Monday, November 11, 2013

Fall Color Inspiration For Your Table: 3 Color Palettes

Fall is finally in full-swing. We're all enjoying the famous, pumpkin lattes from Starbucks' drive-thru. We've carved pumpkins for Halloween, ate too much candy and dressed in a spectacle of crazy costumes. But now, we're preparing for Thanksgiving! Between the in-laws and your daughter's new boyfriend, preparing this dinner can easily become a stressful experience instead of a fun memory. But don't worry, we're starting your brainstorming and inspiration off right. Before you decide on the chargers or the napkins, you have to think about a color scheme. Of course, you can use any of these palettes for any dinner party during the fall, but they're also a great jumping off point for your holiday planning. Let's take a peek at some fall color inspiration, shall we?

Eclectic. Eclectic Fall Colors 

If you're inspired by styles that are a bit outside-the-box, as our we, you may want to try to coordinate colors that have an heir and essence of fall but don't have the typical look of the autumn season. With this mauve-dipped lavender, chocolatey brown, minty green and hint of rich apricot you've got a delicate, yet bold, foundation to your tablescape design.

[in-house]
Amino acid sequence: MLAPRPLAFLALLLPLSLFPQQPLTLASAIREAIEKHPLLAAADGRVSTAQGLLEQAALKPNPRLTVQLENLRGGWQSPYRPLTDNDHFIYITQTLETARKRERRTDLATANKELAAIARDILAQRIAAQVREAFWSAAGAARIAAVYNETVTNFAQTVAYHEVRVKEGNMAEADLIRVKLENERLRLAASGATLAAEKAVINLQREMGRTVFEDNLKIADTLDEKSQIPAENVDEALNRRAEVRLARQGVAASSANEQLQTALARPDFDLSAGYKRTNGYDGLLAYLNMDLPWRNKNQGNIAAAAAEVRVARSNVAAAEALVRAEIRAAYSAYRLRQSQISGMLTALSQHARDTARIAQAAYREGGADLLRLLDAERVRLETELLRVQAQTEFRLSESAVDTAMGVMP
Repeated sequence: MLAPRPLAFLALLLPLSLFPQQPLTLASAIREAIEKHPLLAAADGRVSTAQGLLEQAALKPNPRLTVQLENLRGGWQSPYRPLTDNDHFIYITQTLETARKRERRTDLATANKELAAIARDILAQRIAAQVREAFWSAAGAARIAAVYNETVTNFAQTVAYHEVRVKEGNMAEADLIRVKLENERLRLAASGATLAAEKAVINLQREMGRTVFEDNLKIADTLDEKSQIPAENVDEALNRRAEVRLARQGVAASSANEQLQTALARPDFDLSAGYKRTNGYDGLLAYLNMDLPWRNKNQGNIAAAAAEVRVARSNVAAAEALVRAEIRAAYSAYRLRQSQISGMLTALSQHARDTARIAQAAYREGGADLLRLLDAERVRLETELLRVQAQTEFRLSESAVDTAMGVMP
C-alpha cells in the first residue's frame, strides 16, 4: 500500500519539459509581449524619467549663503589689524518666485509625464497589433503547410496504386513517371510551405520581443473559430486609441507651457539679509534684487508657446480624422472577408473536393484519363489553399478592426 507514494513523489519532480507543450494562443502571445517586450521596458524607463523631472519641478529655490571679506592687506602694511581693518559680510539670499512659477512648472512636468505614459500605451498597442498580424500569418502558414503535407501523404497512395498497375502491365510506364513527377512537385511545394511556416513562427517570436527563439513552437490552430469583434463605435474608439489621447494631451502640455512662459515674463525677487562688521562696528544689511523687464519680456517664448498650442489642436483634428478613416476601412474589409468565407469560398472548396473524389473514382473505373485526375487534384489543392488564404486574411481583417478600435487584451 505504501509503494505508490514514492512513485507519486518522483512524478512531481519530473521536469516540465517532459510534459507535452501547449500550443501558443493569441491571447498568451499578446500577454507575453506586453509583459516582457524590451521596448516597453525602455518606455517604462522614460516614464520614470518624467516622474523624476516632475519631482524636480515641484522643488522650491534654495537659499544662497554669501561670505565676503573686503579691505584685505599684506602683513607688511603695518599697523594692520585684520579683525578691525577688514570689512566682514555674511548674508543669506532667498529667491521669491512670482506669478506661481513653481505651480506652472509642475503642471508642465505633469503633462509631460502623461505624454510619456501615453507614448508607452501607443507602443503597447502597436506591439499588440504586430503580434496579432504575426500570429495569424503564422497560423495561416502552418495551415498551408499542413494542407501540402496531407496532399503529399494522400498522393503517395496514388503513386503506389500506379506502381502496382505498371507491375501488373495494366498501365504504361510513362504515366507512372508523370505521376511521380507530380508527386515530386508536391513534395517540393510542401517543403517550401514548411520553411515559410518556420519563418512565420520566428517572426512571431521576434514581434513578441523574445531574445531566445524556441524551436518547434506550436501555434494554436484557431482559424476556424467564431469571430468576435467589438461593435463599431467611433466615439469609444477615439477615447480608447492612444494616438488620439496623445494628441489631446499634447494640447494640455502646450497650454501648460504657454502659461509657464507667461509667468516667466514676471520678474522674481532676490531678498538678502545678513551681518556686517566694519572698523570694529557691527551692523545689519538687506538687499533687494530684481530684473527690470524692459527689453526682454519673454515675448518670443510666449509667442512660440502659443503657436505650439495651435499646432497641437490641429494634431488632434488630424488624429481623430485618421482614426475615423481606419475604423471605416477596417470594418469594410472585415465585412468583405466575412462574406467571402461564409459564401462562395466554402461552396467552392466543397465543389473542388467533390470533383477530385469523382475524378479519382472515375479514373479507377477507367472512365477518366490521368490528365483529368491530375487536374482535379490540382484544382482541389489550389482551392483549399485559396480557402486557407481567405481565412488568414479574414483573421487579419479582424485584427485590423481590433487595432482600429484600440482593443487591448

Romantic Fall Colors

If you're planning a meal just for two, why not throw in a bit of romance instead of the usual dark greens and brown hues that signify fall? With this feminine mix of blush pinks, sunflower yellow, dramatic burnt mango and just a bit of creamy texture, your table will still pay homage to the season, while becoming a stylish (and womanly) way to dress dinnertime.


Typical Fall Colors

Sometimes simplicity is the best. Sometimes it's best to stick to tradition and sometimes that's the easiest way to plan. So, if you're not feeling too adventurous, stay with the basics. Go for a more emerald green rather than a dull hunter, pull in a great autumn orange, grab some camel shades of beige and use pops of cranberry to create a quintessential, fall-inspired table for the holiday without becoming too bland or boring.


Grace L. Fleming

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